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What’s in the Budget 2003 for training?


Gordon Brown again restated the government's commitment to improving skills, but there are no major surprises for the sector. There was a reminder that in June a National Skills Strategy will be announced, so presumably any significant policy changes will be set out in that.

The strategy will aim to put forward a framework for action by government, individuals and employers to tackle deficiencies in the skills base, including measures to: support employers facing barriers in raising skills levels; improve vocational opportunities for young people, engage more low-skilled adults in training, and make further education funding and qualification structures more responsive to the needs of the economy.

Today's Budget does continue the government's policy of engaging more with the needs and expectations of employers with regard to training. It announces extensions of some initiatives and the launch of others:

- broadening the existing scheme, of six new Employer Training Pilots have been announced, in Berkshire, East London, Kent, Leicester, Shropshire and South Yorkshire. Like their predecessors they will test new approaches to improving access to training for those in the workforce. The new pilots will be backed by £130 million of funding and will now run in around one quarter of local Learning and Skills Council areas. The extension of Employer Training Pilots aims to strengthen evaluation of the scheme and provide important evidence to inform the development of national policy, complementing work in other areas

- changes to the Highly Skilled Migrants Programme, which adapts immigration controls in the case of skilled workers. There will be a new threshold for eligibility to encompass a wider range of highly skilled applicants, a new category for younger applicants, and the capacity to take partners’ achievements into account in assessing individual applications. The changes will take effect from August 2003

- further steps to facilitate migration as a source of skills in the UK, including a new entitlement for foreign students of science, technology, engineering and maths to work in the UK for 12 months after graduation from a UK institution, reform of the Working Holidaymakers scheme, and action to improve potential migrants and employers’ access to information on migration routes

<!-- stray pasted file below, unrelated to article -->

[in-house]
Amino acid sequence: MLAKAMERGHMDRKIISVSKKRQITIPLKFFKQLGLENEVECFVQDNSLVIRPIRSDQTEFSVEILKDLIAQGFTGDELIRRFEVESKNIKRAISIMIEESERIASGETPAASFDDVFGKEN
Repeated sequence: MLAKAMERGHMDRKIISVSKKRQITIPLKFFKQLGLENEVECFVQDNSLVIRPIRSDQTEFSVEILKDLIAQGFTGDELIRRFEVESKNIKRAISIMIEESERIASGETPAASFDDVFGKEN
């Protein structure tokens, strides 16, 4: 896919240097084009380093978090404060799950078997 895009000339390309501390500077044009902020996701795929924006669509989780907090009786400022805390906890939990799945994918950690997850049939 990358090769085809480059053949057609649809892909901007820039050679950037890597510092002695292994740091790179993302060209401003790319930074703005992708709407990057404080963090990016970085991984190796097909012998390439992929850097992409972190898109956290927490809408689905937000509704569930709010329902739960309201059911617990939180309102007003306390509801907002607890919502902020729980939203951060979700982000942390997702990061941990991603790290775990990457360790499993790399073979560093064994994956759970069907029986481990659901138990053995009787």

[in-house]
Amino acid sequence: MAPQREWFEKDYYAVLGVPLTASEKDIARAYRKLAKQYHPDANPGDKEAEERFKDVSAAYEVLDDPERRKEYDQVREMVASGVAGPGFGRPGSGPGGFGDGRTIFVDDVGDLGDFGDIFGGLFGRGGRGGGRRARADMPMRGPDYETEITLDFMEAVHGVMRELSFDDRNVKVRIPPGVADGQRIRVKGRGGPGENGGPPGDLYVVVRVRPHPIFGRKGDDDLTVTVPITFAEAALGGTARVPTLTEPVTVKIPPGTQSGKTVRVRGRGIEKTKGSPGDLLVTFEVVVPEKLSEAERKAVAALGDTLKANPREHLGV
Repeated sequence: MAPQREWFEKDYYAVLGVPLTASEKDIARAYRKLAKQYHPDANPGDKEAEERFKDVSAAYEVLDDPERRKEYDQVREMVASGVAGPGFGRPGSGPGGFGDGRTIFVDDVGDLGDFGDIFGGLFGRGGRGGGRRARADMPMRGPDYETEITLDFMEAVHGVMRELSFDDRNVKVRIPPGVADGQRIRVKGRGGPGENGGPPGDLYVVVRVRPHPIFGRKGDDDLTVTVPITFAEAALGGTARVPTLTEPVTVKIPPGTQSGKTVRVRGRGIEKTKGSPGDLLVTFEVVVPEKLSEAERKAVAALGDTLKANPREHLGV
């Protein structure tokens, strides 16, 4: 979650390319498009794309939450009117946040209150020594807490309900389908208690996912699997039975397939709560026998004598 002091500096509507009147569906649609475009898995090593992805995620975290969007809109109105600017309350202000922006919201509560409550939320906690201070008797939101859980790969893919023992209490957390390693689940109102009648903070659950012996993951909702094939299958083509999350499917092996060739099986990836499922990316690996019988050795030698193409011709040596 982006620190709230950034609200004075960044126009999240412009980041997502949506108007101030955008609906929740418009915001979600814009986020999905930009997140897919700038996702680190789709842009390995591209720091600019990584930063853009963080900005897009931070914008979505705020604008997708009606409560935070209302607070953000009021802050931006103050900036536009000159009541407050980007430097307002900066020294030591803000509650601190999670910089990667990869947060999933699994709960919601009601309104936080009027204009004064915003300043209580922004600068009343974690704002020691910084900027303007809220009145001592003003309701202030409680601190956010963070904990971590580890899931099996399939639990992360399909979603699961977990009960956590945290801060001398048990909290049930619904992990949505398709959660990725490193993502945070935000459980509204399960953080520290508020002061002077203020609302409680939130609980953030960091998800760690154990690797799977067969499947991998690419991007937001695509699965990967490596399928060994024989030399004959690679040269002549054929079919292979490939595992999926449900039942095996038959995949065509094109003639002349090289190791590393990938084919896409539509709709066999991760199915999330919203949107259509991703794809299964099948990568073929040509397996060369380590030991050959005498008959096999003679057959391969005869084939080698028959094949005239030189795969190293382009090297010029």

- £16 million over two years to fund Enterprise Advisers to work alongside headteachers in around 1,000 secondary schools in deprived areas to ensure that pupils gain better knowledge of business and enterprise

- an increase from £11 million to £14 million a year to boost the skills of those in work through the Union Learning Fund. The Fund helps trade unions provide more workplace training for members. - a new £1 million Enterprise Promotion Fund, to support private and voluntary sector creativity in promoting enterprise

- a new package of training support for SMEs delivered in partnership with high street banks. The package will use the banks’ existing communication networks to stimulate demand for advice and training. It will be managed by a steering group chaired by Sue Brownson, chief executive of Blue Bell BMW

- a one-stop web-based training directory to raise awareness of public and private sector training

- encouragement for employers, particularly small businesses, to offer Modern Apprenticeships to employees. The Government is committed to ensuring that 28 per cent of 22 year olds will have entered apprenticeship by 2004, with plans that about 320,000 young people will be studying an MA by 2006

- plans to engage career advisers, academics, institutions and organisations to promote self-employment as a career option for graduates.

Find out more about the 2003 Budget.

Learning and Skills Council Chairman of the Bryan Sanderson welcomed the extension of the pilots: "The Chancellor’s confirmation today of £130 million of funding for six new Employer Training Pilots is great news for business, as it will allow the roll-out of pilots to many more companies around the country.

"Employer Training Pilots are truly innovative. They reach companies that have never previously engaged in workforce training, and employers decide which type of vocational or basic skills training they require to improve business performance. This is precisely why the first pilot phase has been so successful – training delivered in the work-place tailored to the needs of business."

Amicus, Labour’s biggest trade union affiliate, will be less impressed. Before the Budget the union demanded legislation to make employers provide workplace training and strengthen employment rights.

Derek Simpson, Joint General Secretary of Amicus, said:
"All the evidence shows that an underdeveloped workforce produces less, works harder and longer for the same pay and attracts less investment. It’s no coincidence that productivity levels are much higher in countries like France and Germany who have much greater investment in skills and training. Without a similar commitment from employers in the UK our manufacturing industry will fall even further behind.

"It’s clear that the government’s ‘carrot approach’ hasn’t worked and now is the time to use compulsion. I am urging the government to introduce a training levy so those short sighted employers who don’t invest in training their workforce will be penalised."


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